The long and public reckoning that followed the Holocaust shows a path forward for a United States that desperately needs to confront its racist past.
“In her [Senfft’s] estimation, even now, the Nazis have been “othered,” as if the evil hadn’t taken root in Germans’ own families and neighborhoods. Those who did confront the crimes of their ancestors could not have been prepared for what that realization would feel like… In American textbooks and schools and families, the same phenomenon that Senfft described of Nazism is true.”
This article addresses the transgenerational consequences of the Second World War and the Holocaust for the descendants of the Nazi perpetrators and bystanders. Using the example of her own family, the author traces the external obstacles and the psychological difficulties arising from working through a legacy of crime, compounded by the fact that an atmosphere of taboos, silence and denial has persisted within German families – in spite of all the research and enlightenment in the academic and political spheres. The author argues that the patterns of feeling, thinking and action are often passed down when they are not scrutinised. Meaningful dialogues with the survivors and their descendants, as well as authentic remembrance, the author claims, can only take place if descendants of the victimisers break away from those generationally transmitted narratives which continue to evade the entire truth about the crimes committed by the Nazis and their accomplices in Europe. European Judaism, Volume 53, September 2020 >> read/purchase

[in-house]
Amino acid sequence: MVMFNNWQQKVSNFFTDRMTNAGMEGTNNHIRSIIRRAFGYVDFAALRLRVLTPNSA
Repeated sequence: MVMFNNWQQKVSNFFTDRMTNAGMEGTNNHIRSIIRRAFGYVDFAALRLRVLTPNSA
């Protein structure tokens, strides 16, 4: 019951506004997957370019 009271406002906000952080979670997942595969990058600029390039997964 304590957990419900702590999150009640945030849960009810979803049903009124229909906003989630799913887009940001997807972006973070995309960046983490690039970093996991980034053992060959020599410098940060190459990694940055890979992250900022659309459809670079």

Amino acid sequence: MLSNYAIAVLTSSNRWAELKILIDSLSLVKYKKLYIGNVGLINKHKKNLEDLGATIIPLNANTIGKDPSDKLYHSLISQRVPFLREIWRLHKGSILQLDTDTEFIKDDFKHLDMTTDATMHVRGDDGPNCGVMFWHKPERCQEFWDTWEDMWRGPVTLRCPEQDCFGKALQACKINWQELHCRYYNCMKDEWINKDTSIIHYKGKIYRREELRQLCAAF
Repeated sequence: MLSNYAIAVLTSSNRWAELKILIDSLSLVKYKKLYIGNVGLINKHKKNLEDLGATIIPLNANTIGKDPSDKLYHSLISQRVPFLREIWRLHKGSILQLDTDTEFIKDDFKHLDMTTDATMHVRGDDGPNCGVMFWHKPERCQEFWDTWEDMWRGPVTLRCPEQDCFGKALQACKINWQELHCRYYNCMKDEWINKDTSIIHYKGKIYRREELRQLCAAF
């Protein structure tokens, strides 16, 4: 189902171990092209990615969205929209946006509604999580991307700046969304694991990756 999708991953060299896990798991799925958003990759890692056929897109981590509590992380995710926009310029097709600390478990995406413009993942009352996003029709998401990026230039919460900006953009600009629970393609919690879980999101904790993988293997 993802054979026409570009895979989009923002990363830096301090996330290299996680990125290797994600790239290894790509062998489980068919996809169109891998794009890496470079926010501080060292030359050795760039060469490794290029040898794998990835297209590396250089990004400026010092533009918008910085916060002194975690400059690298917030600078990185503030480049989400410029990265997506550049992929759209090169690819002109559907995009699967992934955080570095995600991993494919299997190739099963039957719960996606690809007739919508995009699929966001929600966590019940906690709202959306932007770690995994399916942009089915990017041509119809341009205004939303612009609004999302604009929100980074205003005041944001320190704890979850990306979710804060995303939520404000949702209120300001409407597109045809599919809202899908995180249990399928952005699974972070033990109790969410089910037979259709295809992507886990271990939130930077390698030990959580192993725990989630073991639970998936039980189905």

Anna Ornstein est née en Hongrie, en 1927. En 1944, elle a été déportée à Auschwitz avec ses parents et sa grand-mère de 96 ans. Elle témoigne de son expérience et s’interroge sur ce que nous pouvons en penser alors que l’idéologie d’extrême-droite se répand de nouveau sur le monde. Par Alexandra Senfft >> lire